Does ParkMyCloud support AWS Reserved Instances? - ParkMyCloud

Does ParkMyCloud support AWS Reserved Instances?

awsreservedinstanceOne cool feature on the ParkMyCloud website is the little chat window we’ve added, which allows you talk directly to our team – usually Katy. Well, Katy gets a lot of random questions for sure, things like:

  1. Are you a car park in London? No, but mind the gap!
  2. Are you a cloud provider? No, but we love public cloud providers like AWS, Azure, Google, and the like, and look forward to helping you manage your resources from all of these providers.
  3. Do you support Azure? We will soon. In fact, we just started the dev work – expect Azure out after the New Year.
  4. Do you support AWS Reserved Instances? 

We get that last question quite a lot, so we thought we would expand our answer here.

 If you don’t know what an AWS Reserved Instance (RI) is, your best bet is to learn about this Amazon Web Services offering is directly on their site.

Let’s break it down a little more.

Can I see my AWS Reserved Instances in ParkMyCloud?

Short answer: yes.

When ParkMyCloud discovers and manages your environment, we don’t know if an instance is treated as an RI, as the RI magic happens on the backend with Amazon. When you reserve an instance, you’re not actually designating a specific instance or server. What you’re reserving is a billing structure and capacity, which is then automatically applied to running instances that match your specified parameters.

So, from third-party apps like PMC, these instances look just like any On-Demand EC2 instance. So, when PMC ingests and displays your instances, your RIs will show among your other instances.

Can I use both ParkMyCloud and AWS Reserved Instances to get savings at the same time?

Definitely. You can actually get maximum cost savings if you use RI for production instances, and PMC to manage your non-production instances.

How can I save on my non-production servers?

For non-production environments (think test, dev, staging and QA), you can schedule servers off during nights and weekends using ParkMyCloud. Doing this typically saves PMC customers 65% or so off their monthly instance cost. The 65% range is based on a 50-hour workweek – meaning your instances run just 50 of the 168 hours in a given week – so they are parked a majority of the time to maximize savings.

How is that better than AWS Reserved Instances?

While AWS advertises RI savings as high as 75%, in reality for production RI savings typically run in the 30-40% range for the most commonly used instances (e.g., m3.medium, m4.large, m4.xlarge). Additionally, Reserved Instances require a 1-3 year upfront commitment, while PMC does not – leaving you more flexible.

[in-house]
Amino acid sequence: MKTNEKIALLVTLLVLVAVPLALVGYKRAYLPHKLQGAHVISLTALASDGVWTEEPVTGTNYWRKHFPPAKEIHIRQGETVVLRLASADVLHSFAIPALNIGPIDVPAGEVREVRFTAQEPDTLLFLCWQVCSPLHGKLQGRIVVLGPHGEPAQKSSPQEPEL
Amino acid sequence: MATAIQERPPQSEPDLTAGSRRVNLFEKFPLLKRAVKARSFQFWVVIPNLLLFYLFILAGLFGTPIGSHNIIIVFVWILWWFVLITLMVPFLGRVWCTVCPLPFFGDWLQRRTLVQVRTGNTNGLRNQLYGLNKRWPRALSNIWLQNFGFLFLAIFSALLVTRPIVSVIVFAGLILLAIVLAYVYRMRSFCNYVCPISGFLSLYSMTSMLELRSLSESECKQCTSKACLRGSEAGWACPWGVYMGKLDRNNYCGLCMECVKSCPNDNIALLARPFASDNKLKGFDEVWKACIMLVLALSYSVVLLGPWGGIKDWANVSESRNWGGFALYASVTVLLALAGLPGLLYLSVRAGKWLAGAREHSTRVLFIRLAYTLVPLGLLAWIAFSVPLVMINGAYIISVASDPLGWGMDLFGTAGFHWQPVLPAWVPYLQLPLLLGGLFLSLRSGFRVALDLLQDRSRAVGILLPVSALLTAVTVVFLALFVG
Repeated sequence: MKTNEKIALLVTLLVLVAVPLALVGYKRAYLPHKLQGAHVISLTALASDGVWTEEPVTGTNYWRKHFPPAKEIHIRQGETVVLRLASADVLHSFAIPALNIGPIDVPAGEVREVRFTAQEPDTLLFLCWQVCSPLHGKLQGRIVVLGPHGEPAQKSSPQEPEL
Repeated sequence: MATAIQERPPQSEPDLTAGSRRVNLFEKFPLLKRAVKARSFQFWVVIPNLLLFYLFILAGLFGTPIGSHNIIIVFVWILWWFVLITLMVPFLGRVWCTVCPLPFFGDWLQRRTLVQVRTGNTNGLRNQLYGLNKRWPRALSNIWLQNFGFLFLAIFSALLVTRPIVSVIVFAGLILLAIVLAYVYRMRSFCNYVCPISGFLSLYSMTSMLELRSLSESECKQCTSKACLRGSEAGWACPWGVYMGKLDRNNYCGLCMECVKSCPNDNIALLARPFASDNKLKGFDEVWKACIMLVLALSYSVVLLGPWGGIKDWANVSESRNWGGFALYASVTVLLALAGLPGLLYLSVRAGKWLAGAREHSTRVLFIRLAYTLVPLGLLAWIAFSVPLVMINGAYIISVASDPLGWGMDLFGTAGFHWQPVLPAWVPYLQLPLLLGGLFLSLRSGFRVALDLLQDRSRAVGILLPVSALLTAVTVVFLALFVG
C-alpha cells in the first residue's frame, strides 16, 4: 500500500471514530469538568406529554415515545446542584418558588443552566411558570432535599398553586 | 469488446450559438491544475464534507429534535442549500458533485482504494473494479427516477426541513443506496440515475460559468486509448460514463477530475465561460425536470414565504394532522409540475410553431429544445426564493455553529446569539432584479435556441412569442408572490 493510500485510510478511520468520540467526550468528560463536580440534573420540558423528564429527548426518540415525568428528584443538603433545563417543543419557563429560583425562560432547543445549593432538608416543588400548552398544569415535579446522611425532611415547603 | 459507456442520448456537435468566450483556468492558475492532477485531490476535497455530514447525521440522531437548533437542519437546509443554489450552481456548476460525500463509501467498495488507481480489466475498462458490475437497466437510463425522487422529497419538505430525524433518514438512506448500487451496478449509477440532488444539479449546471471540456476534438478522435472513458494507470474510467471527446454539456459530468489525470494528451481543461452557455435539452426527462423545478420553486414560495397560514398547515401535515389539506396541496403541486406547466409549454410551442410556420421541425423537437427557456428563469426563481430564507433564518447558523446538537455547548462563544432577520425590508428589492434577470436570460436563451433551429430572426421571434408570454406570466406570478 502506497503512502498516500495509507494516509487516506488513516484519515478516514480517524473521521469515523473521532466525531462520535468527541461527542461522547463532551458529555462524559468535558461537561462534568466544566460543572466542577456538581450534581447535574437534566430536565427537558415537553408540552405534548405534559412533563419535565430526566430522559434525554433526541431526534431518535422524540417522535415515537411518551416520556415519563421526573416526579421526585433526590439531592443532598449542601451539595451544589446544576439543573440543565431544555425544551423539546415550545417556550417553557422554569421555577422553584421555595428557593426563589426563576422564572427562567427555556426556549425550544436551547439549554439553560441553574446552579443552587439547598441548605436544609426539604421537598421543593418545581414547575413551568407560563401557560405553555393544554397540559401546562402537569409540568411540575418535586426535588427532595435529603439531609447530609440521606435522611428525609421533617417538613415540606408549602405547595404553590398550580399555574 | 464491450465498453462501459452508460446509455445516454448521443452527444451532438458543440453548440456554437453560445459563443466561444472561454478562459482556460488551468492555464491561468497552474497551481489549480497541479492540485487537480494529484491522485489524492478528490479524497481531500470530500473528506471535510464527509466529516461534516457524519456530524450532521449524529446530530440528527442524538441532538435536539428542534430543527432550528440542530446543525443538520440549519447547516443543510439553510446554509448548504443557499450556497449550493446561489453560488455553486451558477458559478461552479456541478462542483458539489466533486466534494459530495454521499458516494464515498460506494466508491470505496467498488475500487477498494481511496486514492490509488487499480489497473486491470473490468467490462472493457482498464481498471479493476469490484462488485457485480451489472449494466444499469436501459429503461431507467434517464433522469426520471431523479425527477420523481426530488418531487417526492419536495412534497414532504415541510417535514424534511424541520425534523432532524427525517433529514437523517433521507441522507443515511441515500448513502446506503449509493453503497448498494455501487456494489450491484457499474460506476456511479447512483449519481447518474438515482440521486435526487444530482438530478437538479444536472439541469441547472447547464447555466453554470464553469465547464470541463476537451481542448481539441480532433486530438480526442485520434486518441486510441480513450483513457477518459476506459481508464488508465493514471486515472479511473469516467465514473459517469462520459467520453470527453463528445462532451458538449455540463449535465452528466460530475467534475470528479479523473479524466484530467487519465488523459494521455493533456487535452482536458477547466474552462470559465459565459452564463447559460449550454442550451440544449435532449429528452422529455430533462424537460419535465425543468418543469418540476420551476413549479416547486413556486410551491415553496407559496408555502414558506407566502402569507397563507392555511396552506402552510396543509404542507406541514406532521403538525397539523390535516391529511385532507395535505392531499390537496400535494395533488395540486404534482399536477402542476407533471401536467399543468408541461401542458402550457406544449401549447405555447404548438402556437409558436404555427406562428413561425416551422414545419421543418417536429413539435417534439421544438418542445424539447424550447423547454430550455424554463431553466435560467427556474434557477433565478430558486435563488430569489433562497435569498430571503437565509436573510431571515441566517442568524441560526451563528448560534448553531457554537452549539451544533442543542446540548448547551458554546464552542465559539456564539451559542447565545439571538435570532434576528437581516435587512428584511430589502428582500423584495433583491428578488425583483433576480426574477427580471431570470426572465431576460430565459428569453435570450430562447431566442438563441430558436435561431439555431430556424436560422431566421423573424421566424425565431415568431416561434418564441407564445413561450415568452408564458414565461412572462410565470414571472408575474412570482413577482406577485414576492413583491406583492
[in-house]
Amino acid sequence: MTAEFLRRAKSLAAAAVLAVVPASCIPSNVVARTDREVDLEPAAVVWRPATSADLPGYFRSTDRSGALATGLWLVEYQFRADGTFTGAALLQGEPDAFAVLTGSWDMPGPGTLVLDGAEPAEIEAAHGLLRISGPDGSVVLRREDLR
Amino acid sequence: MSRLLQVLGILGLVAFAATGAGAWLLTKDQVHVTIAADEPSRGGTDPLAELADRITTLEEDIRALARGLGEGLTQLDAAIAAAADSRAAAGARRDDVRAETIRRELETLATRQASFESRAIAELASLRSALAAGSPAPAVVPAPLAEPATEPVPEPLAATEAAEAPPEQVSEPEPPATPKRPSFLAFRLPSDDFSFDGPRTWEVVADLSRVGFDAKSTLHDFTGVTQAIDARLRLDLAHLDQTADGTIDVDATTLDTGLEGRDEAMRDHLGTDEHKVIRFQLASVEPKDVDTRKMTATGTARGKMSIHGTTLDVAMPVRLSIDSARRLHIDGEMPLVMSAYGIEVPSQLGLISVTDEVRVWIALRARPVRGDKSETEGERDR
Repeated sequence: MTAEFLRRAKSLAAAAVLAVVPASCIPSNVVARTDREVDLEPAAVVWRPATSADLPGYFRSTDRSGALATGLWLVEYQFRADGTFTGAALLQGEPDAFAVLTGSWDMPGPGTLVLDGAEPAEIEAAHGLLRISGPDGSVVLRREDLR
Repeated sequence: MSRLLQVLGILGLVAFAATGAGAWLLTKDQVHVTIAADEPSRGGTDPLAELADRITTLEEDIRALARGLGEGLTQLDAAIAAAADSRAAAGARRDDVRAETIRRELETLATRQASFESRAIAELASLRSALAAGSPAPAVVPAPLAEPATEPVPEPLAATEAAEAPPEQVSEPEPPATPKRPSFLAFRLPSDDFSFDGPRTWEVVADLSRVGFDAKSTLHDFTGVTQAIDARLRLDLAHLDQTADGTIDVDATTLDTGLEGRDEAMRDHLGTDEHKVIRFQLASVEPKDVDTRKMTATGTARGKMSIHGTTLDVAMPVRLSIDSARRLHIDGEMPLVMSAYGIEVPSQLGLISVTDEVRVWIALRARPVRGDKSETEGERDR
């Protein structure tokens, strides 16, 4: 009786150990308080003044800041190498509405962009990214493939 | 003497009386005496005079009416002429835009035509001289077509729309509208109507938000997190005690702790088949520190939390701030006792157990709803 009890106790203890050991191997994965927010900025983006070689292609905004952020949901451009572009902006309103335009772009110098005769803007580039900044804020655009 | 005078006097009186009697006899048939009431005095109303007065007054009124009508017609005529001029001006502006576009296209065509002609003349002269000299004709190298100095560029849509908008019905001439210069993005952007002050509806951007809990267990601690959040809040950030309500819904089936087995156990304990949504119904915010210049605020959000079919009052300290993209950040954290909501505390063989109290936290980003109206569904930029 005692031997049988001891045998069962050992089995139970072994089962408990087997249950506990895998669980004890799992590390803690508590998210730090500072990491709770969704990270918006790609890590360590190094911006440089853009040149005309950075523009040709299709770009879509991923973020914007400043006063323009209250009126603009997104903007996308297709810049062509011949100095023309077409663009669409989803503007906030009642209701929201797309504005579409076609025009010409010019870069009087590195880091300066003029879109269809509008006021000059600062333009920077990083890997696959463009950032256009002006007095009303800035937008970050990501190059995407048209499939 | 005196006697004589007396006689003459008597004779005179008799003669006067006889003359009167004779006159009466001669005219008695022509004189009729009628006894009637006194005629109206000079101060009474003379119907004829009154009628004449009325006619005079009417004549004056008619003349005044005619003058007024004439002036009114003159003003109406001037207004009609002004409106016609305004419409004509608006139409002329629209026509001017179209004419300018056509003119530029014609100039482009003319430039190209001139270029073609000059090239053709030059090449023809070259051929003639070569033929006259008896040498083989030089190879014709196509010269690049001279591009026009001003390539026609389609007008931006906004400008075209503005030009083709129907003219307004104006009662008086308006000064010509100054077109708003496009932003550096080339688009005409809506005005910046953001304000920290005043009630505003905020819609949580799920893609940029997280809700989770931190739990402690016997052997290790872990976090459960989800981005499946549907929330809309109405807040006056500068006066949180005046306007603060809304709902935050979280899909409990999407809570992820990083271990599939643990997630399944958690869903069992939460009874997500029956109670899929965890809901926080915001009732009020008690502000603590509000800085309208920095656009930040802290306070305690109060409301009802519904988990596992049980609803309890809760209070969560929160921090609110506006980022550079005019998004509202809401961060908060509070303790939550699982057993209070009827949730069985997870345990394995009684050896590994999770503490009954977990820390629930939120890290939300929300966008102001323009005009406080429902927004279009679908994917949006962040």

If you have an AWS account which has both production and non-production in it and you have already purchased RI contracts, then using ParkMyCloud for non-production will, over time, shift the RI benefit to the production side (since those instances run 24×7) as your environment grows, the RI shift is factored in on the bill. Of course, if your environment is static then the shift does not occur – but whose AWS environment is not growing, right?

What else should I keep in mind?

Please also remember that unlike ParkMyCloud scheduling, Reserved Instances require you to specify the type, platform, payment option, instance type, offering class, and term length. You can optionally select an Availability Zone if you want to reserve capacity. Convertible RIs allow you to change some of these attributes, but at a reduced savings of around 45%.

To learn more about these different savings methods, please watch our recent webinar.

We hope this is helpful – let us know of course and remember to use RI for Production and PMC for Non-Production to optimize savings. You can even sprinkle Spot in there but that’s another blog. Stay tuned…

aws reserved instances vs. parkmycloud vs. other savings options

Savings of spot instances, reserved instances, and ParkMyCloud vs. on demand.


About Jay Chapel

Jay Chapel is the CEO and co-founder of ParkMyCloud. After spending several years in the cloud management space, Jay saw that there was no simple solution to the problem of wasted cloud spend – which led him to start ParkMyCloud in 2015. Before that, he spent 10+ years with Micromuse and IBM Tivoli, a provider of business infrastructure management software. After an acquisition by IBM, he led the successful sales integration and subsequent growth of the IBM Tivoli/Netcool business in Europe. He also held several regional and worldwide sales roles in Switzerland, the UK and the US. Jay earned both a BA in Finance and an MBA from West Virginia. Those few hours a month that Jay’s not busy with ParkMyCloud’s growth and success, you can find him on the ski slopes, on the soccer field, or on the golf course often accompanied by his three kids.

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